Northern Ireland hosting the 2021 Commonwealth Youth Games will help rebuild a peaceful community in a region plagued with political issues in the past, Commonwealth Games Federation (CGF) President Louise Martin claimed here today.
The country was at the centre of a prolonged period of violence as a result of religious and political hatred, with over 3,600 lives thought to have been lost between 1968 and 1998.
Capital city Belfast, which will be the focal point of the 2021 Youth Games, has made great progress in this area after the Good Friday Agreement was signed in 1998, which brought the most turbulent period in the country's history to an end.
The Troubles largely centred on a split in political views between the Nationalists, who believe in a united Ireland, and the Unionists, who want Ireland to remain part of the United Kingdom.
Ireland was partitioned into two autonomous regions, Northern and Southern, in 1921.
“It dovetails nicely into our Transformation 2022 - peaceful communities which can be brought back together again and build the community spirit," Martin said.
"This is one of the other things that sold it to us.”
Martin was speaking at an event to officially announce Northern Ireland as hosts of the Games in five years’ time following the CGF unanimously voting to give the country the competition during its Executive Board meeting in Gibraltar last week.
At the same meeting, Bahamas was selected to host the 2017 Commonwealth Youth Games.
The special event here was attended by a host of guests and dignitaries including Northern Ireland Commonwealth Games Council (NICGC) patron Dame Mary Peters, gold medallist in the pentathlon at the 1972 Olympic Games in Munich, and a range of Northern Irish athletes, some of whom competed at the 2015 Youth Games in Samoa last September.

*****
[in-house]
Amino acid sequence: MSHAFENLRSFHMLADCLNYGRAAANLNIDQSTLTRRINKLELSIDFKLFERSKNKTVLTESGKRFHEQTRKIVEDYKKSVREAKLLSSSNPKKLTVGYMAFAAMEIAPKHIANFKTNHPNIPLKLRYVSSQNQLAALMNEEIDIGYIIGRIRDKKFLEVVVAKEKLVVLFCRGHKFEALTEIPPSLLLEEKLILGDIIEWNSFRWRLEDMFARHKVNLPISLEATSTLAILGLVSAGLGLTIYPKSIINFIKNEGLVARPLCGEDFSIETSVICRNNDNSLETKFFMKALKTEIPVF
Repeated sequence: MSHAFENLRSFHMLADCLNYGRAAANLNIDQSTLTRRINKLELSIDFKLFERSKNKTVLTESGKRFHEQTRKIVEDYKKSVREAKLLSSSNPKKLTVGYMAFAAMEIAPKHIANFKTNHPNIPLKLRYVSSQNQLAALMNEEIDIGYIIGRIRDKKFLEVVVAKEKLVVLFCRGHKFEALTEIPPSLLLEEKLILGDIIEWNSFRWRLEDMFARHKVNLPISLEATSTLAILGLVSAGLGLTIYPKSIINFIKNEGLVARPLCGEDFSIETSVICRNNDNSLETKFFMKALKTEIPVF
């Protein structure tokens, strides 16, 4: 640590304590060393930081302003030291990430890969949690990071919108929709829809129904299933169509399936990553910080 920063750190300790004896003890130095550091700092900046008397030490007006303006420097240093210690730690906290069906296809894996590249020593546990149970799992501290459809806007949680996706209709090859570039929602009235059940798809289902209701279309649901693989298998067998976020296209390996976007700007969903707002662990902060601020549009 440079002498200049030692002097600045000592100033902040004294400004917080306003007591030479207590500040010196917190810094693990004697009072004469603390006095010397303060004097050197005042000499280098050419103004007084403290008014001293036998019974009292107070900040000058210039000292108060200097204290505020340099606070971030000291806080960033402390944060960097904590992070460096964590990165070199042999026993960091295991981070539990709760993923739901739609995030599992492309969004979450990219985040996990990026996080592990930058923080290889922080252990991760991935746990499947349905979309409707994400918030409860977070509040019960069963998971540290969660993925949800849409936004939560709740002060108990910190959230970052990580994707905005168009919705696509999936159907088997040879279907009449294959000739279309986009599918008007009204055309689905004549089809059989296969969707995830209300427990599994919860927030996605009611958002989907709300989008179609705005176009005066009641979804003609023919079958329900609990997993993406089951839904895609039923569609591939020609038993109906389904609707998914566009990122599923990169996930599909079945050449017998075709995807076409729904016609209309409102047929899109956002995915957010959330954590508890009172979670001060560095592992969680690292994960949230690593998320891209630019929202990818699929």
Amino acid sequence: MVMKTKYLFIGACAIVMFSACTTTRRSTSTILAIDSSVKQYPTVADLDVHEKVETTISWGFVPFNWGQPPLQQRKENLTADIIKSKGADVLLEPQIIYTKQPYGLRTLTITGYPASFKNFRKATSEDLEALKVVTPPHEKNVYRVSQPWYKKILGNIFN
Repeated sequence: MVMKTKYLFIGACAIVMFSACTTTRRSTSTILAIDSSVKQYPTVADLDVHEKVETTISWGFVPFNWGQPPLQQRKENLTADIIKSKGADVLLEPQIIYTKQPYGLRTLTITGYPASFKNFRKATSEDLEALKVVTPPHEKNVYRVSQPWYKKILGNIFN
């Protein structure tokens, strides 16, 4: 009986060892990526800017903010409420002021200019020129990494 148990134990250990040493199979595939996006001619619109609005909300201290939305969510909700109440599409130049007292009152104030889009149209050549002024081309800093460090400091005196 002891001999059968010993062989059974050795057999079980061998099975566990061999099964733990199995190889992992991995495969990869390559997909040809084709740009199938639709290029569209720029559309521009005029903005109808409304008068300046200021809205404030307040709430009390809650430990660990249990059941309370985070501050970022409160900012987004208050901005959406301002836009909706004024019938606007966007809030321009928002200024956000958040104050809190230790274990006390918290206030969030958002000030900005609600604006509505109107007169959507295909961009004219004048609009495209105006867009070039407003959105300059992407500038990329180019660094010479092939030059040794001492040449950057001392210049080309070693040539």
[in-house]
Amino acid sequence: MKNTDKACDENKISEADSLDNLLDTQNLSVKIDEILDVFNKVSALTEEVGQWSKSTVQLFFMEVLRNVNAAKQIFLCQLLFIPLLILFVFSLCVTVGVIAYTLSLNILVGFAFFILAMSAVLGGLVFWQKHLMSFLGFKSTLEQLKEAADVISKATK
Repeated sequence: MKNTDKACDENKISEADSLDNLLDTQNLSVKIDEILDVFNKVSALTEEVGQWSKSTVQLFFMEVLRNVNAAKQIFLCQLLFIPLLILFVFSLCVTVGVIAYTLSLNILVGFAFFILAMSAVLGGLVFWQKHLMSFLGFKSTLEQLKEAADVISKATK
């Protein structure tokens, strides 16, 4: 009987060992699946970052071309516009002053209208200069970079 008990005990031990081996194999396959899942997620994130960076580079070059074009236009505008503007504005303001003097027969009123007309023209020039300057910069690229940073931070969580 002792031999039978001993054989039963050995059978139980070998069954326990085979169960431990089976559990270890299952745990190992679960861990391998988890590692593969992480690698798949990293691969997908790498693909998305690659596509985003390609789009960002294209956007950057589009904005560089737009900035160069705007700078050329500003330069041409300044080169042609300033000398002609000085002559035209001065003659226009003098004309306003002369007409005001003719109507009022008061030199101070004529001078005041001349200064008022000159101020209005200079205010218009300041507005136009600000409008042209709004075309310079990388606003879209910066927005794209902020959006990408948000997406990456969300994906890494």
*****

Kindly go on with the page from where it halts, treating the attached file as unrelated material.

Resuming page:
The event featured speeches from Martin and Peters, considered one of the country’s greatest-ever athletes, as well as NICGC chairman Robert McVeigh.
"I have no doubt your vision to support the 2021 Commonwealth Youth Games will deliver a festival of sporting excellence that will leave a lasting legacy, respect and reflect your ambitions and culture, and involve and inspire your communities and young people," the CGF President said.
Northern Ireland being awarded the event came after Jersey and Botswana both withdrew their respective attempts at staging the Youth Games, paving the way for them to secure the rights to the competition, largely owing to the strength of the presentation given by the NICGC to the CGF.
insidethegames was told that around 18 sports were given as options to be a part of the programme in 2021 to the CGF, though that could be cut to nine, with athletics and swimming the only two core sports.
The official programme for the event is due to be confirmed at the CGF's General Assembly in Edmonton in Canada in October.
Belfast’s Mary Peters Track could be used to stage athletics, while Bangor’s Aurora pool has reportedly been earmarked as a potential venue for swimming.
Martin, one of the driving forces behind the inaugural Commonwealth Youth Games in Edinburgh in 2000, says the CGF were “very impressed” by Northern Ireland’s "second to none" bid but expects Botswana and Jersey to “come back again”.
“Jersey decided they would pull out once they saw Northern Ireland’s presentation and what they were up against,” the Scot said.
“But they will come back again – so will Botswana and Gibraltar also want the Youth Games.
“I would like to get a list of countries together so that we can take a city and work with them to be able to deliver the Games and to take them all over the Commonwealth.”